Disrupters & Interlopers: Golden Frinks
Golden Frinks was a Civil Rights activist, known as “the Great Agitator.” He was born in 1920 in South Carolina, moved to North Carolina as a boy, and served in the Army during World War II. Frinks’ efforts in the Civil Rights movement began in the small town of Edenton, North Carolina in 1956 when he organized a years-long campaign of demonstrations aimed at desegregation. He also worked with the Southern Christian Leadership Conference, as a field secretary from 1963 through 1977, then with the NAACP.
Current articles and online entries about Golden Frinks acknowledge openly that he remains among the lesser-known names of the Civil Rights movement. Yet, Frinks contributions were significant and included works on behalf of both African Americans and Native Americans, and his “unique style of activism wore down racist political practices.” A 2016 article about his legacy explains that “he was arrested 89 times for his activities” and that his success had foundations in his unorthodox ways:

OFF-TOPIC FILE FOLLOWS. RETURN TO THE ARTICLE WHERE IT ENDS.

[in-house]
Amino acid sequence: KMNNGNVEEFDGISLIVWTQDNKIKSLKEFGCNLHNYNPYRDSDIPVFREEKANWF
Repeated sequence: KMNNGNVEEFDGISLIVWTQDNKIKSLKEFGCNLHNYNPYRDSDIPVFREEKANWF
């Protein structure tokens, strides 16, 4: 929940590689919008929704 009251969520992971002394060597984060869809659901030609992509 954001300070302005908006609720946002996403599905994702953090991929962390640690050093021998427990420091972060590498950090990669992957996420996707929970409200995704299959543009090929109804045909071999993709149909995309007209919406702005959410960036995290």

He had his little ways. He often dressed in a gold-colored jumpsuit or dashiki with gold chains with a cross. If there was no spirit in the meeting when it was needed, Frinks was not above jumping up on a table and “acting a little crazy.” Once he let loose a coop full of chickens around an Alabama courthouse to delay a hearing. It was a tactic he may have used more than once. A North Carolina State Trooper said he was a master of highway protests.
Golden Frinks’ work for social justice in the South continued throughout his life. Though he is not as well-known today, his name appears in the latter-day Civil Rights stories of Joan Little in the 1970s and of Allen Iverson in the mid-1990s. A 2011 biography, Golden Asro Frinks: Telling the Unsung Song, is also available.